American Drummers Achievement Award: Honoring Steve Gadd
“ One would be challenged to identify many drummers who have created instantly recognizable patterns that have so deeply permeated the pop consciousness. ”
American Drummers Achivement Awards: Honoring Steve Gadd
One would be hard-pressed to find a drummer who has been as widely-recorded and as widely-varied, style-wise, as Steve Gadd. Sure, there are drummers out there who are as readily recognizable - in jazz Elvin Jones, Art Blakey, Tony Williams and Max Roach, to name four, come to mind - but one would be challenged to identify many drummers who have created instantly recognizable patterns that have so deeply permeated the pop consciousness. Who can forget the military march-with-swing drum work to Paul Simon's hit, "50 Ways to Leave Your Lover"? Mention the name Steve Gadd to any drummer behind a kit and that's likely what they're going to play. And that's only one of many immediately distinguishable, almost culturally iconic inventions that Gadd has created in a career that spans over forty years and has seen him play with artists as diverse as Chick Corea, Eric Clapton, James Taylor and Van McCoy.
After honouring Louis Bellson, Max Roach, Elvin Jones and Roy Haynes at the first American Drummers Achievement Awards in '98, for the '03 edition the organization chose to honour only one drummer, Steve Gadd; fortunately Paul Siegel and Rob Wallis of Hudson Music were there to document the event which, while fashioned in style after an awards ceremony, also features some incredible musical tributes to Gadd with a band that includes bassist Jimmy Johnson, keyboardist Larry Goldings, saxophonist Tom Scott, guitarist Michael Landau and, splitting the drum duties, Vinnie Colaiuta and Rick Marotta. The result is a 2-DVD set that not only features some interesting personal perspectives on the life and playing of Steve Gadd, but also some fine musical performances, culminating with Gadd taking the drum chair himself to back up James Taylor and perform one of his own Gadd Gang tunes.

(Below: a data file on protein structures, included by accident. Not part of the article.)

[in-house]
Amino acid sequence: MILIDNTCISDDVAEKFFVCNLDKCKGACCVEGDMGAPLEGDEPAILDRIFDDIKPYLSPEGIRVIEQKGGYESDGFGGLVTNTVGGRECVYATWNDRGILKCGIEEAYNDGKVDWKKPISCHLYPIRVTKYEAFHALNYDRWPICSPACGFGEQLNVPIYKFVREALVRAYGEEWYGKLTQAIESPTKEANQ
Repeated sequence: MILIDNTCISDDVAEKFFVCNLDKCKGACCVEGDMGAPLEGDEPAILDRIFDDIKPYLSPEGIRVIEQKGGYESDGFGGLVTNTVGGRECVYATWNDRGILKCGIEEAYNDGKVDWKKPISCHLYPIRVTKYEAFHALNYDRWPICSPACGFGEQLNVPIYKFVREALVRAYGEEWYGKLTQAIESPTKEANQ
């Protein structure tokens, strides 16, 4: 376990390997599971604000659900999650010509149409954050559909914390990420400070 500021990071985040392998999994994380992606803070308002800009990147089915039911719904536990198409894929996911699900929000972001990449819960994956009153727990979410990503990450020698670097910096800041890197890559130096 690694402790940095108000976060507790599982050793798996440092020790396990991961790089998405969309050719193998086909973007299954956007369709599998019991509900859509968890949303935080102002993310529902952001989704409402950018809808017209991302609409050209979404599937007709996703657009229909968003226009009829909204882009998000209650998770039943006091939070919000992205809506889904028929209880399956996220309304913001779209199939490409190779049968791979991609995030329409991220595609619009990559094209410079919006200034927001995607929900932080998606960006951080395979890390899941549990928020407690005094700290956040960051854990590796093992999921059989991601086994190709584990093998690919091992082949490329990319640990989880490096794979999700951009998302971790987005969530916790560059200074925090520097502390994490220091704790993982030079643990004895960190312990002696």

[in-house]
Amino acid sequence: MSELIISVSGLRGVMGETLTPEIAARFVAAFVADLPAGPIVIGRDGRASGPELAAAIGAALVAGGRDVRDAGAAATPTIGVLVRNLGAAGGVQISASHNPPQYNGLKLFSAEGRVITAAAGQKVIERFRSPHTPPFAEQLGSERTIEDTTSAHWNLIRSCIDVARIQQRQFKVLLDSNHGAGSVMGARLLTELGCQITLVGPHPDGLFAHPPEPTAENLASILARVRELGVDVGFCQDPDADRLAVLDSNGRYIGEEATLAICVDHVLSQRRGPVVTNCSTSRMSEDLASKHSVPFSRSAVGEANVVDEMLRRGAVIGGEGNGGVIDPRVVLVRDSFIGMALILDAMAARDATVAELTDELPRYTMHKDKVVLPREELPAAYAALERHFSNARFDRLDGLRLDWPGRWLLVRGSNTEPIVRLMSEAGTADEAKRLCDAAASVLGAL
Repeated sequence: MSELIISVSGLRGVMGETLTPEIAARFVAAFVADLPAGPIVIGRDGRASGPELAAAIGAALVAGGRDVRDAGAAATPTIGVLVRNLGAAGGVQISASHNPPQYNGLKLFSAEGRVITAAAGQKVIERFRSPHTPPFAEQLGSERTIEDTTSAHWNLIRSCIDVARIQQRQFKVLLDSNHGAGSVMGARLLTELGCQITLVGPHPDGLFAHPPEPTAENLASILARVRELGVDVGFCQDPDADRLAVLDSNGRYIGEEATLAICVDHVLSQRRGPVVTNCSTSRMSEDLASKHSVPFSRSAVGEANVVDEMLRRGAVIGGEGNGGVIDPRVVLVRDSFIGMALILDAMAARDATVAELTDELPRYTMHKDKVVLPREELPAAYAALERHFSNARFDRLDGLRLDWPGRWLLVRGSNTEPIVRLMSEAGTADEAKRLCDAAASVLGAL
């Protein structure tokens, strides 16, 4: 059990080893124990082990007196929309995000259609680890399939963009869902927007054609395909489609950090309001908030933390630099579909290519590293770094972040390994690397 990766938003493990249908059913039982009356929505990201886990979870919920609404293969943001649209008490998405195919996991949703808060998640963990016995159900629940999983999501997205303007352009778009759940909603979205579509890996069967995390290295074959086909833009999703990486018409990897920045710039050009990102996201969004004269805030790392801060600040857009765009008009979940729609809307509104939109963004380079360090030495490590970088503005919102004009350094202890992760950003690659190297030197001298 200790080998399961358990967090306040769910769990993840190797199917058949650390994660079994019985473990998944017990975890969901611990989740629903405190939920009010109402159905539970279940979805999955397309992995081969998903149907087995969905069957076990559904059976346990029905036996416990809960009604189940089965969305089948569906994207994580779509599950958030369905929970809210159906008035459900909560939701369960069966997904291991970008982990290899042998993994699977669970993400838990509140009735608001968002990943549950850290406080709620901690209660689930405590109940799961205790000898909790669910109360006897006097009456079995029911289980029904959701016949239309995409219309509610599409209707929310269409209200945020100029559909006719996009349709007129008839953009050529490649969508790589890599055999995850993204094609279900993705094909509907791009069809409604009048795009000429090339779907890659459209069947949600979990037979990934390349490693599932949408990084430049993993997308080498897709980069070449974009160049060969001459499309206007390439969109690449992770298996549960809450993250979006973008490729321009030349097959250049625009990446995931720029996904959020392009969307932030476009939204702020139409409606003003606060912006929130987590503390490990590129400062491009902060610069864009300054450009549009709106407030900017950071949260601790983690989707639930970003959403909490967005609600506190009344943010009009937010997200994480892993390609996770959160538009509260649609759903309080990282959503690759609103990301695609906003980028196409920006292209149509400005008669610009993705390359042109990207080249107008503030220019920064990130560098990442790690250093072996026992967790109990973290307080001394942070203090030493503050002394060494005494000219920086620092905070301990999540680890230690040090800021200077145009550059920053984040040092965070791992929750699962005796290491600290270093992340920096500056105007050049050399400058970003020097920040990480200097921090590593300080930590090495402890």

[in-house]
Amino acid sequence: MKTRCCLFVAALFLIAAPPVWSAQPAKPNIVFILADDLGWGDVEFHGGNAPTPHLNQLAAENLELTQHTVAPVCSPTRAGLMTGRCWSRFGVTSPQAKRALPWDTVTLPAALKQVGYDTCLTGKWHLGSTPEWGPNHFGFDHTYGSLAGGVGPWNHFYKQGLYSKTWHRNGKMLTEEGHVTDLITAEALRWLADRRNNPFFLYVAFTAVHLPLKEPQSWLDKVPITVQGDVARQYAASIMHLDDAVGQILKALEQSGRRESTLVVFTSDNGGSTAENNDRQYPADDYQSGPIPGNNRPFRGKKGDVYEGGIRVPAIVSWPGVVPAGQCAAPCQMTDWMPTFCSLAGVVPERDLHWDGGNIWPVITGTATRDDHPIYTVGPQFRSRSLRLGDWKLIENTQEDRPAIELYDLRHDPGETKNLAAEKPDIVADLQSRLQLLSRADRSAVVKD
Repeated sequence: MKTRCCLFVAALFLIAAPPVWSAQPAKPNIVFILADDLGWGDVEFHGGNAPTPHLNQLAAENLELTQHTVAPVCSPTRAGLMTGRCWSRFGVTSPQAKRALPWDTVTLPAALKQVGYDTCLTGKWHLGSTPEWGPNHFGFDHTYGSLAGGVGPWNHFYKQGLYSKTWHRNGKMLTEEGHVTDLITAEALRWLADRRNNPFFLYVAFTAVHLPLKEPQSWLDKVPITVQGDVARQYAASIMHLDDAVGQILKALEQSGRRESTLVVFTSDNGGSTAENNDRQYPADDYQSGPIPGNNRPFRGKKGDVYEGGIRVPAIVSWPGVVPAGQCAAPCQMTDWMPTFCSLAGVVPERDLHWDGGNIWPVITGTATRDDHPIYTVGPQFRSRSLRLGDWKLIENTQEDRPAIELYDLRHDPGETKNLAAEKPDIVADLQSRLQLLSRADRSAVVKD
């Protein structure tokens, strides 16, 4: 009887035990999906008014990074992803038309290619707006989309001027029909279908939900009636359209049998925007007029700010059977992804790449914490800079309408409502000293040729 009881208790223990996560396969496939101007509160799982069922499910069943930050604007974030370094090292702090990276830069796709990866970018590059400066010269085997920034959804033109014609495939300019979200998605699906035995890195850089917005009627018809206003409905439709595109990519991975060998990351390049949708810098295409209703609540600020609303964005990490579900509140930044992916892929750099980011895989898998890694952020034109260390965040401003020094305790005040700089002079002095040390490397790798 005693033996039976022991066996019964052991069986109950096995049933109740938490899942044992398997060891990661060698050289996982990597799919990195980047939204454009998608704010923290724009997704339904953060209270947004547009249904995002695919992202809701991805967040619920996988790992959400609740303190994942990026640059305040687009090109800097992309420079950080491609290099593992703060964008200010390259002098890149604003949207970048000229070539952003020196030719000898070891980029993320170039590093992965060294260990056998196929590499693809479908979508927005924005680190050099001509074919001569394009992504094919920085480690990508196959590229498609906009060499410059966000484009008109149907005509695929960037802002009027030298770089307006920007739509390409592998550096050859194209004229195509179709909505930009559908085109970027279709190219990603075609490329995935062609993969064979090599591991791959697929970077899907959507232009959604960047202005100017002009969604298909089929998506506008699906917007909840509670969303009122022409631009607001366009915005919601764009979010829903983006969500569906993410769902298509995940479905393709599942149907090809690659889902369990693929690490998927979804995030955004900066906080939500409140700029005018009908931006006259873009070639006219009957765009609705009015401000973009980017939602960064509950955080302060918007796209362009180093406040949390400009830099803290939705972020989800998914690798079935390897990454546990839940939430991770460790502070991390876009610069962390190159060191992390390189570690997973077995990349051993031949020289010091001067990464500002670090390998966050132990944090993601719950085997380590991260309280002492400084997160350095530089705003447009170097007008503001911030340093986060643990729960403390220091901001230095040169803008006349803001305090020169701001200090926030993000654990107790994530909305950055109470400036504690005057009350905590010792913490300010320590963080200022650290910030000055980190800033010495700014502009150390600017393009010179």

The documentary portion on the first disc begins with family members of the Zildjan family, inarguably the most significant manufacturers of cymbals in modern times, paying tribute to company founder Armand Zildjan. Combining loving speeches with a caring video tribute, one only begins to realize just how important Zildjan and the company he built has been to the development of so many of the drummers we appreciate today.
But the real meat of the disk is the tribute to Gadd. With a two-part documentary that traces his earliest beginnings in Rochester, New York, where teachers were already realizing that here was a player that would truly grow into an artist of significance, through his years in the army band to his early days as a session player in New York, Gadd's total commitment to his instrument is made crystal clear. Collaborators, educators and friends including bassist Anthony Jackson, John Beck, Chick Corea and others bring testimony to Gadd's pure devotion to the kit. In fact, one of the more interesting comments made is how Gadd is so absolutely in love with his instrument, as opposed to so many others who often seem to wish they played another even as they excel at their own.
But as meaningful as the spoken word tributes are, the most significant moments are when the band pays tribute to some of Gadd's more well-known works, in particular their rendition of Chick Corea's "Nite Sprite" from The Leprechaun , which finds Vinnie Colaiuta paying homage while, at the same time, showing that the best drummers honour by demonstrating how they have been inspired by the source rather than by simply imitating.
But the best of the ceremony, hosted by Bill Cosby, is saved for last. Gadd gets behind the kit to back James Taylor on "October Road," and to perform one of his own soul-drenched instrumentals, "Things Ain't What They Used to Be," and what becomes clear is that while Marotta and Colaiuta are both fine drummers, there is only one Steve Gadd. Powerful and inventive, always conscious of groove while defining new ways to combine the breadth of styles he has played over the years into something distinctly him , Gadd manages to show why he has emerged as such a significant player, one who is first call for so many artists from so many styles of music.